Norman Yoshio Mineta


Norman Yoshio Mineta Famous memorial

San Jose, Santa Clara County, California, USA
Death 3 May 2022 (aged 90)
Edgewater, Anne Arundel County, Maryland, USA
Burial Burial Details Unknown
Memorial ID 239429146 View Source

Presidential Cabinet Secretary, US Congressman. He served as both the 33rd Secretary of Commerce from July 20, 2000 to January 20, 2001 and the 14th Secretary of Transportation from January 25, 2001 to July 7, 2006. He also served in the United States House of Representatives from both the 13th and 15th districts of California from January 3, 1975 to October 10, 1995. As a young boy, his family was interned during the Second World War at the Heart Mountain internment camp near Cody, Wyoming. After the war, he attended the University of California, Berkeley, where he graduated in 1953 with a bachelor's degree in business administration. Later, he served in the United States Army as an intelligence officer in Japan and Korea. After his military service, he joined his father's insurance business. In 1967, he was appointed to a vacant seat on the San Jose (California) City Council and went on serve on the council for four years. In 1971, he ran for the position of Mayor of San Jose and was successful. He went on to serve for four years before stepping down in 1975. In 1974, he, as a Democrat, decided to seek a seat in the United States House of Representatives and was successful in the November general election. His tenure in the House would last twenty years before he stepped down in 1995, after he accepted a position with Lockheed Martin. During his House tenure, he served as chairman of the House Transportation Committee and was a key author of the 1991 landmark Intermodal Surface Transportation Efficiency Act. In 2000, he was appointed to serve as Secretary of Commerce under President William J. Clinton and served in this post until January 20, 2001. When President George W. Bush took office in January of 2001, he was appointed to serve as Secretary of Transportation. He served as Secretary of Transportation for the next five years before stepping down in 2006 to take a position at Hill & Knowlton. He was awarded the Presidential Medal of Freedom in 2006. He would continue to serve in various corporate and advisory positions for the remainder of his career.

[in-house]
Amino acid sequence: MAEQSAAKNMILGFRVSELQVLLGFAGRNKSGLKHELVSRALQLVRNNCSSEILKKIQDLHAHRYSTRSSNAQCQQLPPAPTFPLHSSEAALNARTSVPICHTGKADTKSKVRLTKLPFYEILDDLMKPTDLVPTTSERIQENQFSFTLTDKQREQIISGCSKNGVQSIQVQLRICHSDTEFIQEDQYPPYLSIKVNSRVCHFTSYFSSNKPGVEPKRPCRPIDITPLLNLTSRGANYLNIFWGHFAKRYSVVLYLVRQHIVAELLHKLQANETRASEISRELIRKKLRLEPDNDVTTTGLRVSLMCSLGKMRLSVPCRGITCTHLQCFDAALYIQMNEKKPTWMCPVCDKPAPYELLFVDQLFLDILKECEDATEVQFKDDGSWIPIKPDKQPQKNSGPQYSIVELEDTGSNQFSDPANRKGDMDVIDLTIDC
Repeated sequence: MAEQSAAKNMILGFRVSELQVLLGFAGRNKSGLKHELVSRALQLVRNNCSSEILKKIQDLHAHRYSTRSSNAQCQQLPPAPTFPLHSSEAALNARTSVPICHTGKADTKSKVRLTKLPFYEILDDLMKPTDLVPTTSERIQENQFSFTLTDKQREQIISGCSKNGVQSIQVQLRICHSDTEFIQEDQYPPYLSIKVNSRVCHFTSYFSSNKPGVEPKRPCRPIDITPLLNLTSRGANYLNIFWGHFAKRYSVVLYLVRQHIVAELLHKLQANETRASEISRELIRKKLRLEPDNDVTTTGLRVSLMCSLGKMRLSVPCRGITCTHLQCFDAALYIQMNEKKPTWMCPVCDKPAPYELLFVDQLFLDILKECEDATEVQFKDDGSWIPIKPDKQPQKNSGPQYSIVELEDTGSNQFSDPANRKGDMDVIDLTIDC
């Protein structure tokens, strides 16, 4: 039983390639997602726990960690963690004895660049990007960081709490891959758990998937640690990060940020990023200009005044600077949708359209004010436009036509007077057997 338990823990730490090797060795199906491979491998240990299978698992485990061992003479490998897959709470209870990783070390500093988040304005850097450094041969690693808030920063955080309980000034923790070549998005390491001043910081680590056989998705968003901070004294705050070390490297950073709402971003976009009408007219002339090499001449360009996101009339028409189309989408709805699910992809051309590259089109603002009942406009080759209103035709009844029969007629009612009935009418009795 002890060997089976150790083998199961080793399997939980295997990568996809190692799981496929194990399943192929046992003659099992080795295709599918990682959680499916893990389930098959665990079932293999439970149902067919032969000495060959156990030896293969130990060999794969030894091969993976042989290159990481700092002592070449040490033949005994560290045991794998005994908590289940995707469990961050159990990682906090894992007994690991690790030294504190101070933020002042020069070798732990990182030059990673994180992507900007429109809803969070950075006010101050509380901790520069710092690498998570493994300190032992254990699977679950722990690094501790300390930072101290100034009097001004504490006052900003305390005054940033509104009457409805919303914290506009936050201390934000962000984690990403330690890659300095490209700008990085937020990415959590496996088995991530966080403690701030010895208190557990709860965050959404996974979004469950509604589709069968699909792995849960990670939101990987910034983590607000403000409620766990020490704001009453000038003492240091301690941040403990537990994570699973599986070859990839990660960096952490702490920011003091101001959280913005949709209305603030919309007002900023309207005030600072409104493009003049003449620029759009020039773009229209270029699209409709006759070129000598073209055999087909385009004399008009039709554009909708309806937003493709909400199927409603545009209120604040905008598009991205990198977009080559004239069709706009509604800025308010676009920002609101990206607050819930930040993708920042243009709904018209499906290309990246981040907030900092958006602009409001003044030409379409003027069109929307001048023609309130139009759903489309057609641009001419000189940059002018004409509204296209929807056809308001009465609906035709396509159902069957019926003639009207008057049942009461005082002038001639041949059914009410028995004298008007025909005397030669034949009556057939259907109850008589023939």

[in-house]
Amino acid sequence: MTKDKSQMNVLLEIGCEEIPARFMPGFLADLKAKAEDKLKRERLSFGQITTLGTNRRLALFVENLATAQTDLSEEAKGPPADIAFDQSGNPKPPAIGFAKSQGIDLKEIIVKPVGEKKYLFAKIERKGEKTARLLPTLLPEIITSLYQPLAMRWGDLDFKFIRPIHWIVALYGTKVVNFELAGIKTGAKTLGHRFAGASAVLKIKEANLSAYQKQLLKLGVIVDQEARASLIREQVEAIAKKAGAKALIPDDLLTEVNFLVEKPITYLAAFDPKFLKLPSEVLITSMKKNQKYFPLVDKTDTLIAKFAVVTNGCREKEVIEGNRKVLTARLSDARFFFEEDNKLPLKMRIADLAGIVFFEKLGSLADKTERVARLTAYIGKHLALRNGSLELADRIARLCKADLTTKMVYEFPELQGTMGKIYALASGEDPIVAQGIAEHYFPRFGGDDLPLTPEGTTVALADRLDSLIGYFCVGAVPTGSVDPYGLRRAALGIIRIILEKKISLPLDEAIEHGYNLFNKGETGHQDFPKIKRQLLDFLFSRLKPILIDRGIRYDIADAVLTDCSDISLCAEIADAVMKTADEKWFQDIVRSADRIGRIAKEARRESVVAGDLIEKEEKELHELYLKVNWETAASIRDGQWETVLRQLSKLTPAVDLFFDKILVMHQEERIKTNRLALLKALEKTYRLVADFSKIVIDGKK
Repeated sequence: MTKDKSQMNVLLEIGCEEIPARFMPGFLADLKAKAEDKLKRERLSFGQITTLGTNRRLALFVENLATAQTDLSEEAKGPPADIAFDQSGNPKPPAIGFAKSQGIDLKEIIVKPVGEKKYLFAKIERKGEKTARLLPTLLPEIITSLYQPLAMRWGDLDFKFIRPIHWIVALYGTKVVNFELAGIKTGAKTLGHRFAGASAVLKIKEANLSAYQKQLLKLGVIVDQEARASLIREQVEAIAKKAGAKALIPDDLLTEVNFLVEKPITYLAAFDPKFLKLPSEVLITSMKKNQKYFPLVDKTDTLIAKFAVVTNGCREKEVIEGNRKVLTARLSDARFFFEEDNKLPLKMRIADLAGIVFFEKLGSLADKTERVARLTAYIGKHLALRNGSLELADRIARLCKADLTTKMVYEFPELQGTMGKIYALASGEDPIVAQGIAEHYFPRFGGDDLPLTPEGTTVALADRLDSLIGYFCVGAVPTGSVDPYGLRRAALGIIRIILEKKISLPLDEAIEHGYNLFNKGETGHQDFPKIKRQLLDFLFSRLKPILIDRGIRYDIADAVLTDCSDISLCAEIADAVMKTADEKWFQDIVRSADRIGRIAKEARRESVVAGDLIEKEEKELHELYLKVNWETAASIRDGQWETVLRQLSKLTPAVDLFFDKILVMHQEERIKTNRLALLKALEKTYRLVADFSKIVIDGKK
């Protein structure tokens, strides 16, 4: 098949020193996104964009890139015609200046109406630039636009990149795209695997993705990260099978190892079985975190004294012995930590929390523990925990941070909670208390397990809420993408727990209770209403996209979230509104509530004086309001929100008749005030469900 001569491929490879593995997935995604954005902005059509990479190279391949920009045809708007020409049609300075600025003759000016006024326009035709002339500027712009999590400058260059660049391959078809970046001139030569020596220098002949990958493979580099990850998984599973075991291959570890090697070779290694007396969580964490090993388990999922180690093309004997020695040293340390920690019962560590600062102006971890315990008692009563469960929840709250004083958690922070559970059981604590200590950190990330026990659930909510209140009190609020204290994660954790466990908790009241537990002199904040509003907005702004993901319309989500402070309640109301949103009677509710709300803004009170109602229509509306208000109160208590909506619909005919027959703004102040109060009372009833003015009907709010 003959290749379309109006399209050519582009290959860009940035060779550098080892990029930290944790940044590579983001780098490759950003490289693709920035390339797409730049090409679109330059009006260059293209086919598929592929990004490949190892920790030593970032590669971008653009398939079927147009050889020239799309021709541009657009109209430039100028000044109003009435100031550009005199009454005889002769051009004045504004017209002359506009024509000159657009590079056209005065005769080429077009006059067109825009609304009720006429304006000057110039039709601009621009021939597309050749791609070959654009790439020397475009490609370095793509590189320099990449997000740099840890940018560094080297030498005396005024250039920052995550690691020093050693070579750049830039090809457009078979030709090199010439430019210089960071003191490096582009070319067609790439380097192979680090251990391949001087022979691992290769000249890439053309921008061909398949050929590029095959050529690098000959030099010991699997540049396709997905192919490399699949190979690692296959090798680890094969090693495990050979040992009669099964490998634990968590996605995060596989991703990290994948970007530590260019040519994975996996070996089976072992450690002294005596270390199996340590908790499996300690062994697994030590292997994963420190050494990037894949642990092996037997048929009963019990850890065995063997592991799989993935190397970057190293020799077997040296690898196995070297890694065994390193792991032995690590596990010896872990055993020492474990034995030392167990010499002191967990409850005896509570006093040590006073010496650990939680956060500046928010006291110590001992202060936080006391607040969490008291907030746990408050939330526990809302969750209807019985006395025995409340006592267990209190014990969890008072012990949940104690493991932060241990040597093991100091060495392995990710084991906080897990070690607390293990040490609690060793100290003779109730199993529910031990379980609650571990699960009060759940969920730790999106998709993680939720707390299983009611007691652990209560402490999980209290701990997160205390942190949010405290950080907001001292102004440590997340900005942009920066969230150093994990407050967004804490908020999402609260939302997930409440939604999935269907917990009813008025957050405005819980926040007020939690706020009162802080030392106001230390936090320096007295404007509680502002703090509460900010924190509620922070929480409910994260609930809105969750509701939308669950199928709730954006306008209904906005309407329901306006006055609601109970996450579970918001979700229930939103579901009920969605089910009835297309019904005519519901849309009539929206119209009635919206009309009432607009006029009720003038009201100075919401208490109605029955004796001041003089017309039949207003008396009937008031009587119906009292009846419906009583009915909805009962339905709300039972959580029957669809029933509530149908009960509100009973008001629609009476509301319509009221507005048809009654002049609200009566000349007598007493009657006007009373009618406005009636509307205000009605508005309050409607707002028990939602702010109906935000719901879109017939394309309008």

Bio by: Mr. Badger Hawkeye


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